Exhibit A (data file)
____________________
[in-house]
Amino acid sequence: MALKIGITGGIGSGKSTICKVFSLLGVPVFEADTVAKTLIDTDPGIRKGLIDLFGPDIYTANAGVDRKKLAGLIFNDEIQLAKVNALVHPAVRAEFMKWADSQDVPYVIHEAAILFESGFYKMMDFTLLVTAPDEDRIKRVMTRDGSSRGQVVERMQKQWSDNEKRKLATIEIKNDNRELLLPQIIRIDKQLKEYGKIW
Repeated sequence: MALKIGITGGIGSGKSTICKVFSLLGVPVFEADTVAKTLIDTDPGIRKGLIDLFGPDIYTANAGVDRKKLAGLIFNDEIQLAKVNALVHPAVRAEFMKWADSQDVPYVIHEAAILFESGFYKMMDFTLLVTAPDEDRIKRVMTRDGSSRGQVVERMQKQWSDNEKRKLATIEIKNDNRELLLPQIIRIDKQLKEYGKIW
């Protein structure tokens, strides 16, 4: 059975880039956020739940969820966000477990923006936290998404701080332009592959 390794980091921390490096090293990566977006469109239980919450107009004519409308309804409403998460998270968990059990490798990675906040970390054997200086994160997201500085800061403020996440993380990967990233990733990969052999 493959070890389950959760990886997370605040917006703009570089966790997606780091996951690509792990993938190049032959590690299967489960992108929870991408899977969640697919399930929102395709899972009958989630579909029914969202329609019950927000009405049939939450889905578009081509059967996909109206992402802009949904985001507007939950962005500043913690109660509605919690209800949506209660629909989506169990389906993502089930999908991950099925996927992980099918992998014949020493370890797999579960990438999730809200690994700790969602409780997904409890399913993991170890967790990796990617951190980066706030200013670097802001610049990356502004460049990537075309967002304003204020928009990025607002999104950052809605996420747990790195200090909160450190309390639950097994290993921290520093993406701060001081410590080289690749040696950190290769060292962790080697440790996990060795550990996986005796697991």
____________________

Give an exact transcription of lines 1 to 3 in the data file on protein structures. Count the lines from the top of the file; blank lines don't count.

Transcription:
[in-house]
Amino acid sequence: MALKIGITGGIGSGKSTICKVFSLLGVPVFEADTVAKTLIDTDPGIRKGLIDLFGPDIYTANAGVDRKKLAGLIFNDEIQLAKVNALVHPAVRAEFMKWADSQDVPYVIHEAAILFESGFYKMMDFTLLVTAPDEDRIKRVMTRDGSSRGQVVERMQKQWSDNEKRKLATIEIKNDNRELLLPQIIRIDKQLKEYGKIW
Repeated sequence: MALKIGITGGIGSGKSTICKVFSLLGVPVFEADTVAKTLIDTDPGIRKGLIDLFGPDIYTANAGVDRKKLAGLIFNDEIQLAKVNALVHPAVRAEFMKWADSQDVPYVIHEAAILFESGFYKMMDFTLLVTAPDEDRIKRVMTRDGSSRGQVVERMQKQWSDNEKRKLATIEIKNDNRELLLPQIIRIDKQLKEYGKIW